Sugar as an IBS Trigger Food
Giving up sugar can seem tremendously difficult to anyone, including people with IBS, but you should consider the effect that sugar may be having on your GI system.
Refined sugar and IBS
SIBO (small intestine bacteria overgrowth) may be a newly found cause of IBS. SIBO’s role in IBS is still being researched. In the medical worlds, the current thinking is that the SIBO may be the culprit for a portion of IBS patients. For those who have SIBO, the bacteria in the small intestine set upon carbohydrates, resulting in symptoms of gas, bloating, and diarrhea.
However, according to the clinical research of Dr. Heiko Santelmann, refined sugar can also stimulate the growth of yeast in the intestines, which leads to symptoms of IBS. Candida is a yeast that is naturally present in the human body.
Excessive sugar in your diet (among other causes) can cause the yeast to multiply, leading to a number of health problems, from vaginal yeast infections to severe fatigue. And these yeast, when present in abnormally high numbers, can cause strong cravings for sweet, starchy foods, thus perpetuating the problem.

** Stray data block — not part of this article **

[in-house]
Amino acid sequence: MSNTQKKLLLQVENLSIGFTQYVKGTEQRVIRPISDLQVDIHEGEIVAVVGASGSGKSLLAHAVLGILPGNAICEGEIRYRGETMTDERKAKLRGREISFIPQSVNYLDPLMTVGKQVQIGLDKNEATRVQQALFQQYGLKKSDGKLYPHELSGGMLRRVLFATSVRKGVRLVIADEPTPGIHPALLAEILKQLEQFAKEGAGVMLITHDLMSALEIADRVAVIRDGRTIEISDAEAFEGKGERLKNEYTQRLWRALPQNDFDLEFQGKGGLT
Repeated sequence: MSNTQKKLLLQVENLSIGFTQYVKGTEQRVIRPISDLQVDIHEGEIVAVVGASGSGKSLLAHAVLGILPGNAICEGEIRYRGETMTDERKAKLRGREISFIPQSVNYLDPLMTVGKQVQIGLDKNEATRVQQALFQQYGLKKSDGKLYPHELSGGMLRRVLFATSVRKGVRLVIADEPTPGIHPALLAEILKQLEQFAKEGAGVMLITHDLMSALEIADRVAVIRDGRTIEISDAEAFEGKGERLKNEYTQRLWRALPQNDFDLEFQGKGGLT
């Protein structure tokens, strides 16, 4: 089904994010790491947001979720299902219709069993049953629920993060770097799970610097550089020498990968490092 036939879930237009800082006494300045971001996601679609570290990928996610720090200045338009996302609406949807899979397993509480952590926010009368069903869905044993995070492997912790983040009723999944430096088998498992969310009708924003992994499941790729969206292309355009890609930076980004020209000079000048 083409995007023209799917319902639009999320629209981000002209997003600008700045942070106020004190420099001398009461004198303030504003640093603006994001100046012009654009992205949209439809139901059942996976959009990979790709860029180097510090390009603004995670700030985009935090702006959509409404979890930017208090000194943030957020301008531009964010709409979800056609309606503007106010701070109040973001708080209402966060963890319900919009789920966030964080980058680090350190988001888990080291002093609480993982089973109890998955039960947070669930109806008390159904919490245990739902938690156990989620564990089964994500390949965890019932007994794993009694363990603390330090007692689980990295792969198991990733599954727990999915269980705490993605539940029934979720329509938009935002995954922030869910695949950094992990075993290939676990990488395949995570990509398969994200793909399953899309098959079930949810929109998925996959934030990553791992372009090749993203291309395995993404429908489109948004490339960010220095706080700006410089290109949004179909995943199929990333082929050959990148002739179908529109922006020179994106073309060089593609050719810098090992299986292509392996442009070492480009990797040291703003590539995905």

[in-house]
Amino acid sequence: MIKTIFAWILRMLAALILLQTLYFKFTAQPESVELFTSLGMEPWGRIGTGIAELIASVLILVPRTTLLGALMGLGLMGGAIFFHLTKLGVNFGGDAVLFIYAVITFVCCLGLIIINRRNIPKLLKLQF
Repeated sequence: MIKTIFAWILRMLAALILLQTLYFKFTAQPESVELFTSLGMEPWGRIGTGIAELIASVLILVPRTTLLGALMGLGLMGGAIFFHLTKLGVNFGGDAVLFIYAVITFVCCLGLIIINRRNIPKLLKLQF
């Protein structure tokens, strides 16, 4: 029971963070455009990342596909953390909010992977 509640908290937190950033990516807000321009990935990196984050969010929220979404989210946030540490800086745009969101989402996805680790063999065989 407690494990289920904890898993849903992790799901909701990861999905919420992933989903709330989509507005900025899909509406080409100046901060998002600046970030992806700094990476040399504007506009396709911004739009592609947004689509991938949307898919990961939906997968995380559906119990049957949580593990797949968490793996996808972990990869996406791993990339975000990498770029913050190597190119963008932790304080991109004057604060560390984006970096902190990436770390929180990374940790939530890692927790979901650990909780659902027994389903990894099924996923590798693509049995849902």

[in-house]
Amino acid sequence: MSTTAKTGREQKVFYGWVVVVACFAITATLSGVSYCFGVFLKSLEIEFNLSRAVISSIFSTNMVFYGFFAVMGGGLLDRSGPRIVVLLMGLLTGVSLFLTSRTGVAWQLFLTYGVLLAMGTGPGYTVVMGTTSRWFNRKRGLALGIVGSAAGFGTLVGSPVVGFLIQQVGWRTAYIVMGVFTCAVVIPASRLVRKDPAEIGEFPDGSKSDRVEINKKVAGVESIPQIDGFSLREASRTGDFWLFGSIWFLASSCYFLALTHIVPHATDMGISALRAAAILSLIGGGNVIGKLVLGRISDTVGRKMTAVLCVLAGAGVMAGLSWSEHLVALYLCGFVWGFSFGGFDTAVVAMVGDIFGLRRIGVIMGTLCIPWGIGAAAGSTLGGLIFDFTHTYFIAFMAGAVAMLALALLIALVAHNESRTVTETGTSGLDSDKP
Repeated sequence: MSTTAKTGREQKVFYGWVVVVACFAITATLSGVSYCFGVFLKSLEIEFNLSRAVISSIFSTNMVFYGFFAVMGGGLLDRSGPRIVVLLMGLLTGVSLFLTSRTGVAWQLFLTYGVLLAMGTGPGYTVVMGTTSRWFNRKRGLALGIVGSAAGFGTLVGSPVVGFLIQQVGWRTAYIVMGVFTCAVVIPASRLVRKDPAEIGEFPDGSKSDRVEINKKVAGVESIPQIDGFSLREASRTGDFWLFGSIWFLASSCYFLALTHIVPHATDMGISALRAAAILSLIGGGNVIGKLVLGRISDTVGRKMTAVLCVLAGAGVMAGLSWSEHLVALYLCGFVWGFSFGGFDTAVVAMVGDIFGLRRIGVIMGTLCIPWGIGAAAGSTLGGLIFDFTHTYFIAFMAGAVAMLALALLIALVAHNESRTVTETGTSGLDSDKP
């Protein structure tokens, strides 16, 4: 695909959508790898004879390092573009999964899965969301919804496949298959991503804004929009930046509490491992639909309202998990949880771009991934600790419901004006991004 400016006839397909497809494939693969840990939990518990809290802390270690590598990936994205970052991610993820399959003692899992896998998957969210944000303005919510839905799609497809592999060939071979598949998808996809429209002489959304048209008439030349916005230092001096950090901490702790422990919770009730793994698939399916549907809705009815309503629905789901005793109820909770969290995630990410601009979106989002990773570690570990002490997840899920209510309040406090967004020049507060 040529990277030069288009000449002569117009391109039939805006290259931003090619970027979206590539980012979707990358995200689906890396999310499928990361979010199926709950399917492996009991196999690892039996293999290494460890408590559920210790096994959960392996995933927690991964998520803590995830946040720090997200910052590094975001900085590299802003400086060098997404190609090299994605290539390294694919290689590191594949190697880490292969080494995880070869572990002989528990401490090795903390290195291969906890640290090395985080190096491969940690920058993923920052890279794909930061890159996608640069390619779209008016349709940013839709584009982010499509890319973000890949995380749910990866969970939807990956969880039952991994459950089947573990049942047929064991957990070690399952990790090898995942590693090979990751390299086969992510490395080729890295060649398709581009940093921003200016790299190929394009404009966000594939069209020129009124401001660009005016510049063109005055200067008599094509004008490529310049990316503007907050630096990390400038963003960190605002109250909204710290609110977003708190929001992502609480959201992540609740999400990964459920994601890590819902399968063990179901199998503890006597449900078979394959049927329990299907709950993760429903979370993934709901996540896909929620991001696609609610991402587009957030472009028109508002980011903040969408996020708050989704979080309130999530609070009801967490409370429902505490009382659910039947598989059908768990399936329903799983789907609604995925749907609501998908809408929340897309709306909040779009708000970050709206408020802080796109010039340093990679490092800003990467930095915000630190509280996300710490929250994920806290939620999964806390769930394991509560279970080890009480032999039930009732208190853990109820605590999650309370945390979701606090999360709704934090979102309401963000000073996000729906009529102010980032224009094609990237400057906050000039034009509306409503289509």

Why eat sugar-free?
Sugar is a simple carbohydrate found naturally in many foods, including fruits and grains. If the only sugar you consumed were in natural, whole foods, your intestines would be able to cope.
But the average American diet is full of refined, nutrient-depleted foods and contains an average of 20 teaspoons of added, refined sugar every day. That’s twice the amount recommended by the United States Department of Agriculture (USDA), which specifies 10 teaspoons, and four times the maximum Carolyn personally recommends to her patients.
So what’s wrong with refined sugar? Many things.
Refined sugar compromises immune function. Two cans of soda, which contain 24 teaspoons of sugar total, reduce the efficiency of white blood cells by 92 percent — an effect that lasts up to five hours, according to Kenneth Bock, M.D., an expert in nutritional and environmental health.